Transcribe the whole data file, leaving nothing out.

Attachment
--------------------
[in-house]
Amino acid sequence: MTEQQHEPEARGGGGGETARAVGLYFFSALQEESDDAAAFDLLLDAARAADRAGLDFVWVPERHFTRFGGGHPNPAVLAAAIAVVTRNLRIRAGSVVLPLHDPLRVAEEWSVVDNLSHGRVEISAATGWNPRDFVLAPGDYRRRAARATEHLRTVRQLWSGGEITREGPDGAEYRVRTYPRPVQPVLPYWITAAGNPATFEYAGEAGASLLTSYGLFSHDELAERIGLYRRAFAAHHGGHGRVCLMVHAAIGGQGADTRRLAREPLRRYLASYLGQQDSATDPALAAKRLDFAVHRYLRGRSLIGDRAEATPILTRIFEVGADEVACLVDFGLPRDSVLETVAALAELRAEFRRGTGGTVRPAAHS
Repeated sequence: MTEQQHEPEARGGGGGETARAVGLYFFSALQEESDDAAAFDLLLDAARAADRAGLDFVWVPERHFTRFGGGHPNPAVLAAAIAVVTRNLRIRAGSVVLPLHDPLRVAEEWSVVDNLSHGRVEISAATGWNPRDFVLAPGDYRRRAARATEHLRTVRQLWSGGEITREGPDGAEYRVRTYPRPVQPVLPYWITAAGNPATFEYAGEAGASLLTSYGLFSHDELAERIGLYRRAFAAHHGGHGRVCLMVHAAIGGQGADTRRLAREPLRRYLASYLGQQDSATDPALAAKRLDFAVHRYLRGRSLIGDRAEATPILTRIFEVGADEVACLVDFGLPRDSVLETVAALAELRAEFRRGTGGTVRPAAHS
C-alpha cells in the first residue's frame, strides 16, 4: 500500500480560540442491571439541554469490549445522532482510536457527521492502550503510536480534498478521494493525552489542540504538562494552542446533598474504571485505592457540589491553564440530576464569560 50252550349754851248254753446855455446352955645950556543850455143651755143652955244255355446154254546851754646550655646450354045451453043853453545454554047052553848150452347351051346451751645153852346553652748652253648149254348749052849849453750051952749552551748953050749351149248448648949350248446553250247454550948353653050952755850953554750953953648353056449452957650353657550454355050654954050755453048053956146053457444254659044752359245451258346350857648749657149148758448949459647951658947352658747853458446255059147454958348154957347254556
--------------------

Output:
[in-house]
Amino acid sequence: MTEQQHEPEARGGGGGETARAVGLYFFSALQEESDDAAAFDLLLDAARAADRAGLDFVWVPERHFTRFGGGHPNPAVLAAAIAVVTRNLRIRAGSVVLPLHDPLRVAEEWSVVDNLSHGRVEISAATGWNPRDFVLAPGDYRRRAARATEHLRTVRQLWSGGEITREGPDGAEYRVRTYPRPVQPVLPYWITAAGNPATFEYAGEAGASLLTSYGLFSHDELAERIGLYRRAFAAHHGGHGRVCLMVHAAIGGQGADTRRLAREPLRRYLASYLGQQDSATDPALAAKRLDFAVHRYLRGRSLIGDRAEATPILTRIFEVGADEVACLVDFGLPRDSVLETVAALAELRAEFRRGTGGTVRPAAHS
Repeated sequence: MTEQQHEPEARGGGGGETARAVGLYFFSALQEESDDAAAFDLLLDAARAADRAGLDFVWVPERHFTRFGGGHPNPAVLAAAIAVVTRNLRIRAGSVVLPLHDPLRVAEEWSVVDNLSHGRVEISAATGWNPRDFVLAPGDYRRRAARATEHLRTVRQLWSGGEITREGPDGAEYRVRTYPRPVQPVLPYWITAAGNPATFEYAGEAGASLLTSYGLFSHDELAERIGLYRRAFAAHHGGHGRVCLMVHAAIGGQGADTRRLAREPLRRYLASYLGQQDSATDPALAAKRLDFAVHRYLRGRSLIGDRAEATPILTRIFEVGADEVACLVDFGLPRDSVLETVAALAELRAEFRRGTGGTVRPAAHS
C-alpha cells in the first residue's frame, strides 16, 4: 500500500480560540442491571439541554469490549445522532482510536457527521492502550503510536480534498478521494493525552489542540504538562494552542446533598474504571485505592457540589491553564440530576464569560 50252550349754851248254753446855455446352955645950556543850455143651755143652955244255355446154254546851754646550655646450354045451453043853453545454554047052553848150452347351051346451751645153852346553652748652253648149254348749052849849453750051952749552551748953050749351149248448648949350248446553250247454550948353653050952755850953554750953953648353056449452957650353657550454355050654954050755453048053956146053457444254659044752359245451258346350857648749657149148758448949459647951658947352658747853458446255059147454958348154957347254556